In other cities, a movie premiere or the grand opening of a celebrity-owned restaurant would draw huge throngs of camera-toting fans. Here, it’s the surf king, Kelly Slater, creating all the ruckus.
Hours after winning his heat in the U.S. Open of Surfing on Saturday, Slater, the No. 1-ranked surfer in the world, made an appearance at Huntington Surf and Sport on Main Street to scribble his signature on photographs, magazines and T-shirts and greet hundreds of fans standing in a long, winding line down Pacific Coast Highway.
The two-time men’s world professional surfing champion was accorded the amenities of a movie star: He stood on a makeshift stage outside the sportswear store, posing for a complimentary Polaroid picture with each fan and signing an 8-by-10 black-and-white glossy of himself riding a wave.
Slater, known as one of the most creative and exciting surfers in the world, signed roughly 400 autographs. The Cocoa Beach, Fla., native competes in the quarterfinals today, an appearance sure to keep the crowds coming.
“The crowd is really knowledgeable about surfing, and everyone here is really into it,” Slater said. “This is a pretty incredible surfing area.”
Spectators, treating Slater more like a heartthrob than a championship surfer, screamed wildly, “We love you!”
About 400 men, women and children of all ages, holding cameras, magazine pullouts and surfing programs, hung onto Slater’s every word, booming through a speaker system, as he answered questions posed by the surf shop’s employees. Slater, who tends to keep a low profile while touring, discussed his performances during competition, but drew the loudest reaction when he mentioned an aspect of his personal life.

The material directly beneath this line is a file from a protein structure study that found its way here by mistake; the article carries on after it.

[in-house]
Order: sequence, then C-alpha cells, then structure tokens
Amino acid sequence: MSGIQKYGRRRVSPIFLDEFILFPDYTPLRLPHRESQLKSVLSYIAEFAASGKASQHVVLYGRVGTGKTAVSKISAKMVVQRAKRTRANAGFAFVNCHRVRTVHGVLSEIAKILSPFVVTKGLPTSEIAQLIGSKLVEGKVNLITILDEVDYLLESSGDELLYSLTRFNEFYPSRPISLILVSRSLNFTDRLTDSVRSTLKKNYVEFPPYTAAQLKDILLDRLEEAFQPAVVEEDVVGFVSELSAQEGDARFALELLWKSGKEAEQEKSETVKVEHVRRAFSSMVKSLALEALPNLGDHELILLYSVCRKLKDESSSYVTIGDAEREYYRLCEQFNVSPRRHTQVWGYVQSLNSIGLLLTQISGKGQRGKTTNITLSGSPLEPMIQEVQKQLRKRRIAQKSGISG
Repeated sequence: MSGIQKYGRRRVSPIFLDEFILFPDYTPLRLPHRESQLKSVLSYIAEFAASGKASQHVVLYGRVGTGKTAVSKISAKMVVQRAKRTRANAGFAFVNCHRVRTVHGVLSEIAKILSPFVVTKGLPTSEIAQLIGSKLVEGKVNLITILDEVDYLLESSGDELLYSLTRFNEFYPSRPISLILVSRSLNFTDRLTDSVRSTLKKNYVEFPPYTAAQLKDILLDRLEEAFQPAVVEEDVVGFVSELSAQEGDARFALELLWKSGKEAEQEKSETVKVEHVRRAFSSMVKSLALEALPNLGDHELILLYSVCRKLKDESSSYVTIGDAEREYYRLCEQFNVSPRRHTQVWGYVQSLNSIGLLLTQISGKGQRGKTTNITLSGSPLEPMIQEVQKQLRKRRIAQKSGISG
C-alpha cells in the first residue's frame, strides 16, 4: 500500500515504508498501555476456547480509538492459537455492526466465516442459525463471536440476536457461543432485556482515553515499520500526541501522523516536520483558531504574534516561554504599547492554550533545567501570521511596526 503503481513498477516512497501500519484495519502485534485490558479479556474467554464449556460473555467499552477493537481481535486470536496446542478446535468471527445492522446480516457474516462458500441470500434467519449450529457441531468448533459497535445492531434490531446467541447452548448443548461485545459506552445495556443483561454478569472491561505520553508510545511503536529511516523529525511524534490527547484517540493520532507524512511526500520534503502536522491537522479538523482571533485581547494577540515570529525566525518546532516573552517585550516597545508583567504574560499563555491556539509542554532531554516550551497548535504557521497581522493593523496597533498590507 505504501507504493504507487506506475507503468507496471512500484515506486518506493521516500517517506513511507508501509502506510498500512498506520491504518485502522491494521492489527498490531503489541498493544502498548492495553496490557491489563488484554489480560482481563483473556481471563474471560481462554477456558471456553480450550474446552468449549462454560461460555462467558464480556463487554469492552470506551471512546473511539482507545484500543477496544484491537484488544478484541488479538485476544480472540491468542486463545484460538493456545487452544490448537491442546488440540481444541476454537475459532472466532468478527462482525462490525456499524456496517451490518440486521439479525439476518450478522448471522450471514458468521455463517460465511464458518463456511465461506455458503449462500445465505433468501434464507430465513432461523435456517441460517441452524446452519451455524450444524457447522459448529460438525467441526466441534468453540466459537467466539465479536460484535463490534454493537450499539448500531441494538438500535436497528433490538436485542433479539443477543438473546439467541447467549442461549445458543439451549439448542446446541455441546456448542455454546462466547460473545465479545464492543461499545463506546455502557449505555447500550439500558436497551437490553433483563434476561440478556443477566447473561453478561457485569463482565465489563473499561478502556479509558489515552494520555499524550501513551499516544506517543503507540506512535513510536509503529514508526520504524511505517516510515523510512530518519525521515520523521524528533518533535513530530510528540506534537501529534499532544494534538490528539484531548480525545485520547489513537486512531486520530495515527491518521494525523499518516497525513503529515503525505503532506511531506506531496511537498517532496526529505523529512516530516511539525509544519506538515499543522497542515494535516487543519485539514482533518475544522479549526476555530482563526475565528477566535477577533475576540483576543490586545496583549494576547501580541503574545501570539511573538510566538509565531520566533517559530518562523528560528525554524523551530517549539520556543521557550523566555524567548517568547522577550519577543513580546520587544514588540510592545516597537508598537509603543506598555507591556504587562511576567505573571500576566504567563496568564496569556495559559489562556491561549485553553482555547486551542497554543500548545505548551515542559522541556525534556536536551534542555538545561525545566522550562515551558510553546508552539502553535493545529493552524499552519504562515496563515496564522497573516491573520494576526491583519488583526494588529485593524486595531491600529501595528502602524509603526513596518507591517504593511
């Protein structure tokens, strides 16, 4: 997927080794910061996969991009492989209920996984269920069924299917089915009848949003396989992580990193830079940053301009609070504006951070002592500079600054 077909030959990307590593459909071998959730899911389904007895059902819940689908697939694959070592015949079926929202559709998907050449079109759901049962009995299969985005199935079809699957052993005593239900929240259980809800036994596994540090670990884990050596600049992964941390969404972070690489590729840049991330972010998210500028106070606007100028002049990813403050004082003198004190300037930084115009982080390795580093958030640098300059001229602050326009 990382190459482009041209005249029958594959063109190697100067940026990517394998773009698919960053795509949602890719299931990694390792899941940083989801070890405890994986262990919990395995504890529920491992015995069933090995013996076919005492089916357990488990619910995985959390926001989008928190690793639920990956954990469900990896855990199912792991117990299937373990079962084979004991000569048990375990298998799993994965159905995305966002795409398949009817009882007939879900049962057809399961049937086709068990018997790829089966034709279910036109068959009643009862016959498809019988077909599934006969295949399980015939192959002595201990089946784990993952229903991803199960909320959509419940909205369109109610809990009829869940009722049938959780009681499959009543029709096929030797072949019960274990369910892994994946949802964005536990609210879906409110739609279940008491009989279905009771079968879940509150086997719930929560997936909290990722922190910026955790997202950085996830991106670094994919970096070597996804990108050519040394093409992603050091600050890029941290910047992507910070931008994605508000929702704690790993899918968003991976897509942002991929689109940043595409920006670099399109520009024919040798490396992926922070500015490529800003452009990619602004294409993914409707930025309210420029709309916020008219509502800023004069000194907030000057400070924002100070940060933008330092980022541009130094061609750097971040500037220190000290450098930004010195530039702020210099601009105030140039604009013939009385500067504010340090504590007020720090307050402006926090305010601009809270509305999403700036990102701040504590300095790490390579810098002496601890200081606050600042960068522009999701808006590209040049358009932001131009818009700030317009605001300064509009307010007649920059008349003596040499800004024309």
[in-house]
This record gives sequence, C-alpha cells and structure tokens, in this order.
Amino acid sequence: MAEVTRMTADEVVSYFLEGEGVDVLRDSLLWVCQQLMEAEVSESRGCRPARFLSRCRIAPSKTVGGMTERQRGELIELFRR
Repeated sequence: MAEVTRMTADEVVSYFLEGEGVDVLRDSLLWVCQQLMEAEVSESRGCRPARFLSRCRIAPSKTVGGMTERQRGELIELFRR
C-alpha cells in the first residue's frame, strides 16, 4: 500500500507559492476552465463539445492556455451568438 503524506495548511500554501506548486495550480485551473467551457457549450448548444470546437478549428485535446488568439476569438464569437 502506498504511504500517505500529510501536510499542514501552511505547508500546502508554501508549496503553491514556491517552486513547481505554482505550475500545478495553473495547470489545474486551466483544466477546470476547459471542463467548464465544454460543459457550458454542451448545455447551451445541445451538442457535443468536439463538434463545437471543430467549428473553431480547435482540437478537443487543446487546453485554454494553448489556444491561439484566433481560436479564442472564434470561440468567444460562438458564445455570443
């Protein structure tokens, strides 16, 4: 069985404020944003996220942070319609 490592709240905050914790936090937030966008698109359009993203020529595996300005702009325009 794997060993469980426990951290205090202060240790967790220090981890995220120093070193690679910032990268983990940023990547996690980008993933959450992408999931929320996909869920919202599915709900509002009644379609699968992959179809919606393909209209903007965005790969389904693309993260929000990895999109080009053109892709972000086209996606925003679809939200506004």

“I am single,” he said shyly, after several shouts of “You need a woman!” burst from the throng.
That response got a shrieking reaction from the crowd and brought a smile to Slater’s face.
For others, the infatuation with Slater lies in his ability to tame the waves.
“I’d get [Slater’s] autograph tattooed across my forehead if I had a tattoo pen,” said 15-year-old Matt Jenkins of Whittier. “He rules.”
Jenkins and a friend waited in line close to two hours to meet their idol.
Christa Yim, 14, and three other friends were the first in line. They arrived at 9 a.m., four hours before Slater’s scheduled appearance, sitting on the steps and munching on nachos.
Next in line was 11-year-old Drew Dominesey of Huntington Beach. “He’s the greatest surfer in the world,” Dominesey said. “I would go anywhere to watch him surf.”
After Slater finished answering questions, he sat down to sign autographs and pose for pictures.
Yim, of Huntington Beach, was the first person to get Slater’s autograph.
“He’s so cute!” Yim screamed. “My picture is going on my wall next to all the posters I have of him.”
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